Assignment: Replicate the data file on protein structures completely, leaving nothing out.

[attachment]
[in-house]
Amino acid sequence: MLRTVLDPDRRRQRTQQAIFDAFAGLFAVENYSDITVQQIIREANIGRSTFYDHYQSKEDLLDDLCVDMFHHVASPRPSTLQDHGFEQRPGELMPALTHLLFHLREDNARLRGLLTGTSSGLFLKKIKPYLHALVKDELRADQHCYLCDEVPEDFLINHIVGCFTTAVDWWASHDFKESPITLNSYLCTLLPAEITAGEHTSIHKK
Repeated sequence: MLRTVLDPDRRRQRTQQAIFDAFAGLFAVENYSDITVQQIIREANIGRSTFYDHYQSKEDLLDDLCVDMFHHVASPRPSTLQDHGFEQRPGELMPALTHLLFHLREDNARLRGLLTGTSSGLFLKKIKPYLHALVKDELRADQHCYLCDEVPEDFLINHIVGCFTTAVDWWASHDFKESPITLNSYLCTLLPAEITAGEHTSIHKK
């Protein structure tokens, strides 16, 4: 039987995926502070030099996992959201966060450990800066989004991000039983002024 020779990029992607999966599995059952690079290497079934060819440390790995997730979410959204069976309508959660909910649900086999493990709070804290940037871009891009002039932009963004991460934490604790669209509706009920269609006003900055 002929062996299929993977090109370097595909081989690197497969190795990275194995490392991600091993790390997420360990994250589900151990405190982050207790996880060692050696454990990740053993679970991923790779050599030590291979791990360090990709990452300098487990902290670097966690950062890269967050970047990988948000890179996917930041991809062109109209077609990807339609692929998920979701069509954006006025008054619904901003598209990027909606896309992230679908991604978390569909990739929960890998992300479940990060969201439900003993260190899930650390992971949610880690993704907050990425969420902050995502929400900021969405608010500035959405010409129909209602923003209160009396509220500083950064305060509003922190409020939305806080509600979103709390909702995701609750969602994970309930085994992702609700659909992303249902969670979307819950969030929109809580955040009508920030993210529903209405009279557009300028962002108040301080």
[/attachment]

[in-house]
Amino acid sequence: MLRTVLDPDRRRQRTQQAIFDAFAGLFAVENYSDITVQQIIREANIGRSTFYDHYQSKEDLLDDLCVDMFHHVASPRPSTLQDHGFEQRPGELMPALTHLLFHLREDNARLRGLLTGTSSGLFLKKIKPYLHALVKDELRADQHCYLCDEVPEDFLINHIVGCFTTAVDWWASHDFKESPITLNSYLCTLLPAEITAGEHTSIHKK
Repeated sequence: MLRTVLDPDRRRQRTQQAIFDAFAGLFAVENYSDITVQQIIREANIGRSTFYDHYQSKEDLLDDLCVDMFHHVASPRPSTLQDHGFEQRPGELMPALTHLLFHLREDNARLRGLLTGTSSGLFLKKIKPYLHALVKDELRADQHCYLCDEVPEDFLINHIVGCFTTAVDWWASHDFKESPITLNSYLCTLLPAEITAGEHTSIHKK
């Protein structure tokens, strides 16, 4: 039987995926502070030099996992959201966060450990800066989004991000039983002024 020779990029992607999966599995059952690079290497079934060819440390790995997730979410959204069976309508959660909910649900086999493990709070804290940037871009891009002039932009963004991460934490604790669209509706009920269609006003900055 002929062996299929993977090109370097595909081989690197497969190795990275194995490392991600091993790390997420360990994250589900151990405190982050207790996880060692050696454990990740053993679970991923790779050599030590291979791990360090990709990452300098487990902290670097966690950062890269967050970047990988948000890179996917930041991809062109109209077609990807339609692929998920979701069509954006006025008054619904901003598209990027909606896309992230679908991604978390569909990739929960890998992300479940990060969201439900003993260190899930650390992971949610880690993704907050990425969420902050995502929400900021969405608010500035959405010409129909209602923003209160009396509220500083950064305060509003922190409020939305806080509600979103709390909702995701609750969602994970309930085994992702609700659909992303249902969670979307819950969030929109809580955040009508920030993210529903209405009279557009300028962002108040301080």